It's been eons since I've posted here, but I'm hoping to make up for it by aiming for a couple of posts a month at least. I'm not sure why I ever thought it was a good idea to break the original Farm into three bits, but it seemed like a good idea at the time.
My so-called holiday is almost over, and I've spent the entire morning updating the slide list for my first lecture on Monday. But before I head out to the garden for some R&R (despite the fact that workers are tearing down the back of one neighbor's garage immediately adjacent to the potager, and major repairs are being inflicted on the house across the alley), I thought I'd post the pictures I took last week. Later I'm going to saw off the legs of an old wooden dining table to make a perch for feet and food (not necessarily together) and place my grandmother's old metal lawn chairs around it--so this is part one of a two-part effort on the cranky things we're doing in our garden these days.
I had got the idea for the bottle fence pictured above from the traditional bottle trees that show up all over goofy back yards in the south. But it's also connected to a Sherri S. Tepper novel called The Visitor, in which bits of DNA were "bottled" and put into a wall for reasons I won't go into here. When I was looking for ways to keep the Terrifying Space Monkeys out of the kitchen garden, I put the following equation together: saved blue glass bottles + all the rebar we inherited from the previous owners = bottle fence. At last my packrattishness bears fruit.
Beloved Spouse kindly nipped bars of iron into more-or-less random lengths (some are a bit too uniform and will have to be modified later), and impaled them in the ground at intervals too small to let largish dogs in. We then upended the bottles on the bars, and voila!
We also dumped about five big bags of cedar mulch in amongst the herbs in an effort to cut down water loss and maybe keep the mozzie population down. Then we moved the copper/tree-trunk bird bath off the sidewalk and onto the dirt to help close up where the dogs get in. It's not 100% yet, but I've figured out a way to put a gate in that we can lift up easily, so now I just have to tie together some twigs (as artfully as possible, I suppose) to make that and we should have a dog free garden.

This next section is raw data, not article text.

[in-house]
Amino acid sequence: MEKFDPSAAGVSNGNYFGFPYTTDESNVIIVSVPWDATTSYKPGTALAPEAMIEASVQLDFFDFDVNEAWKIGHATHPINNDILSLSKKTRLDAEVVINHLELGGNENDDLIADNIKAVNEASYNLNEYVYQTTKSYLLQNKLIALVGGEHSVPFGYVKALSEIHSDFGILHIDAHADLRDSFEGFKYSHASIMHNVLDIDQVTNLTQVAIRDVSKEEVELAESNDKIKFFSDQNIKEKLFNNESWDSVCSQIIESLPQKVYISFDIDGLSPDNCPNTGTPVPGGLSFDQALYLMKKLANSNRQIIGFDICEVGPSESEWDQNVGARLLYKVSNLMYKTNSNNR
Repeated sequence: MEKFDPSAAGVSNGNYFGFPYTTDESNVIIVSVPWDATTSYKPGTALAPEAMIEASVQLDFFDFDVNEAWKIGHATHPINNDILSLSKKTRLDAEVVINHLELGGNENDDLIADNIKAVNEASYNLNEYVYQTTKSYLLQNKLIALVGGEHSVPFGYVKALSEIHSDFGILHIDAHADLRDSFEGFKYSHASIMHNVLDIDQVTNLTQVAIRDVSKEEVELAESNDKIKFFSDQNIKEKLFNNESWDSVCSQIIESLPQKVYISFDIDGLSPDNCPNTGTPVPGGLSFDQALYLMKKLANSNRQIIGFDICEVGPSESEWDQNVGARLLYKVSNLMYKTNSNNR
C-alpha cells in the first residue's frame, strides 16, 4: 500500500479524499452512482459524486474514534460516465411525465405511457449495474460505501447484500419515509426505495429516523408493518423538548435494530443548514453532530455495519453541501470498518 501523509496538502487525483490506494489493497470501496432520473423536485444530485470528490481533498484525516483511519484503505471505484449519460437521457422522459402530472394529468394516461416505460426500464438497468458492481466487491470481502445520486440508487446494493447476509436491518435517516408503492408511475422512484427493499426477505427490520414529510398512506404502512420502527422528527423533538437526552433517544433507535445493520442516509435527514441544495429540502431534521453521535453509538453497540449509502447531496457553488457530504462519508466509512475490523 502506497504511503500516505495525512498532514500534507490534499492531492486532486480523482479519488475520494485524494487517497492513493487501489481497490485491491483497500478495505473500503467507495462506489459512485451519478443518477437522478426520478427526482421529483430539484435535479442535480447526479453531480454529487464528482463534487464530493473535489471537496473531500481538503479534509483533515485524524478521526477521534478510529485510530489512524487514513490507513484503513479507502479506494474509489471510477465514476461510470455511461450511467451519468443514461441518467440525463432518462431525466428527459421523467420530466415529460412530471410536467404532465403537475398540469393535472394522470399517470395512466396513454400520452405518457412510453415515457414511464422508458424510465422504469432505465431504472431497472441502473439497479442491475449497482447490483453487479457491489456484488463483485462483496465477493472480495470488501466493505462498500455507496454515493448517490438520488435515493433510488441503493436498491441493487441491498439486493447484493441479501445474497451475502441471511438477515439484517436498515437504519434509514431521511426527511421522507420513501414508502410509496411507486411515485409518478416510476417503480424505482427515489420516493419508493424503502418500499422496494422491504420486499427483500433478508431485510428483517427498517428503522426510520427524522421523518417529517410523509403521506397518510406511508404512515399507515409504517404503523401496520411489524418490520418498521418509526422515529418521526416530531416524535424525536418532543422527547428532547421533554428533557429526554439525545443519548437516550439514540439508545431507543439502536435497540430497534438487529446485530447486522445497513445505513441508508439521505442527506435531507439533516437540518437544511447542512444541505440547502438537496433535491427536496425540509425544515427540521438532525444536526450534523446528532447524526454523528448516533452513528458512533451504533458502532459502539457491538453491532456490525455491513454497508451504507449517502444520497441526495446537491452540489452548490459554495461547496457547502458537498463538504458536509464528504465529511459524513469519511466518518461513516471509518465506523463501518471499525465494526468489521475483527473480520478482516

But not toad-free, I hope. There are now two places for toads to hide, although one is probably a bit too open for them. The one above is an up-ended broken clay pot that got smashed up a bit during the big storm I wrote about on the Farm. The ceramic pipe shown below doesn't work as well, but it has the advantage of being next to a shallow dish of water. So far the robins love the water dish and occasionally perch on top of the pipe. But no toads in either place yet.
The final shot is of the newly moved bird bath. There was just enough space between the concrete and the Salvia, and room next to it for a pot of basil (the grille behind it is from the Smith & Hawken copper firepit that got smashed when our neighbor's tree fell on it; we replaced the firepit, but then had an extra grille, which last year supported a pot of Stevia).
The weather has been so lovely the last couple of days that I've gotten spoiled. No air conditioning, a spot of rain, Sunday morning on the front porch with coffee, newspaper, and no bugs. Most of the baby birds are fully fledged (although there was a baby blue jay tragedy yesterday when the little Manx that occasionally hangs out under my car caught herself a nice little morsel, much to the very loud consternation of its parents), so the mums and dads are getting a rest and occasionally lounging in the bird baths. By tomorrow the temp will be back up in the high 90s and all this cool peacefulness will evaporate. Still, it's reasonably nice most mornings, so the summer isn't a complete bother yet.
Hope everyone hasn't given up on me--I really will try to post more frequently and get back to looking at all the blogs I get such a kick out of, including a couple of new additions.
Thanks for stopping by my blog recently. I'm glad to see you are recovered from your surgery. Love your bottle fence. I have a small plum tree in my backyard that is dead and have thought about the old bottle trees. Was almost sure that my family would think, that I had finally and in every sense become my grandmother. It's not enough to look like her and feel ancient, but to be teased about it is just unfair.
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